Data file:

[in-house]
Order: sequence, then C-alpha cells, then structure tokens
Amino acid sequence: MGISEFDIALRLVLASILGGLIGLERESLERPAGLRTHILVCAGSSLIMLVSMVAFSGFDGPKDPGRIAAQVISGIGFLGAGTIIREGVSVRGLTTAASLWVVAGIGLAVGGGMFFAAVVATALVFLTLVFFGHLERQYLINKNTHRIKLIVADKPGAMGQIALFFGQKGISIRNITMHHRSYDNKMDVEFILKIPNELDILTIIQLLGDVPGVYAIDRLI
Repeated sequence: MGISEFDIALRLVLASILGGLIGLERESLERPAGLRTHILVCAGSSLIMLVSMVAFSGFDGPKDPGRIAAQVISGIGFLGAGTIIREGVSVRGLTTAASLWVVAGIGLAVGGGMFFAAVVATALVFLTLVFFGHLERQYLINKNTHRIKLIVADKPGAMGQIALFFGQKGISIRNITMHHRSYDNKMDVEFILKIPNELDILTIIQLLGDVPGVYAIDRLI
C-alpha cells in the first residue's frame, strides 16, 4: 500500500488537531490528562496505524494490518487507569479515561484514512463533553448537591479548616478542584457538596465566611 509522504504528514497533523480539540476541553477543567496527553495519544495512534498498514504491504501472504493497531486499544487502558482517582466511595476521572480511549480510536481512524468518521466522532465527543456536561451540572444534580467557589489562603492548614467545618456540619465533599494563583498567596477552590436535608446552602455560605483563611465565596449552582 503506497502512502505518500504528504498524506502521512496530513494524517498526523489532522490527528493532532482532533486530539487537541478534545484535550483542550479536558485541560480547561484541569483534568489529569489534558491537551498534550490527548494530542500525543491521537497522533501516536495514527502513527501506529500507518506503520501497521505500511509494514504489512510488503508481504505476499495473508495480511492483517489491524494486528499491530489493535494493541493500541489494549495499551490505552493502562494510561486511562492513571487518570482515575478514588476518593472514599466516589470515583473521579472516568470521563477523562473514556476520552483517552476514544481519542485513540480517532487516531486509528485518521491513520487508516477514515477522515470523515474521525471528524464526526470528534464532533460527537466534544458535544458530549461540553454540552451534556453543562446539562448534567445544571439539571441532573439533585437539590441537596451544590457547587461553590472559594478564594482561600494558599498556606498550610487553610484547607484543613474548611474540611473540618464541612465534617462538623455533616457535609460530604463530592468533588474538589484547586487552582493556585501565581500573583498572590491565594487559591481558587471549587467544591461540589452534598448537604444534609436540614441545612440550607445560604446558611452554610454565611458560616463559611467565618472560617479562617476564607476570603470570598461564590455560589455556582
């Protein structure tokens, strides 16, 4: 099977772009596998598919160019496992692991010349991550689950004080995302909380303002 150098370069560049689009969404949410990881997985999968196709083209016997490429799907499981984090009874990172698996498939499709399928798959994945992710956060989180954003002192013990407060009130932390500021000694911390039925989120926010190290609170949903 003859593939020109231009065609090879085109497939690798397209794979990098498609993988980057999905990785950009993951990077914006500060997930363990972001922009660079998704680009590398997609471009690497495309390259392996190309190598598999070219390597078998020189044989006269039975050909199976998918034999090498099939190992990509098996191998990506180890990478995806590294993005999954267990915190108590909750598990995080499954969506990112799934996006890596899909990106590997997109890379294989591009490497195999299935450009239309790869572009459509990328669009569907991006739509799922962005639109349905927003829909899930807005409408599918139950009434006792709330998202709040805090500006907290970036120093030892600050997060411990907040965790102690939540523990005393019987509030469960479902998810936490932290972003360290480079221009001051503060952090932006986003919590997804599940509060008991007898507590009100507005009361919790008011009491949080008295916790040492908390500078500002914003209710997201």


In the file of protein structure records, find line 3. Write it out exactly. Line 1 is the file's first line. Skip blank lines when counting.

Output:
Amino acid sequence: MGISEFDIALRLVLASILGGLIGLERESLERPAGLRTHILVCAGSSLIMLVSMVAFSGFDGPKDPGRIAAQVISGIGFLGAGTIIREGVSVRGLTTAASLWVVAGIGLAVGGGMFFAAVVATALVFLTLVFFGHLERQYLINKNTHRIKLIVADKPGAMGQIALFFGQKGISIRNITMHHRSYDNKMDVEFILKIPNELDILTIIQLLGDVPGVYAIDRLI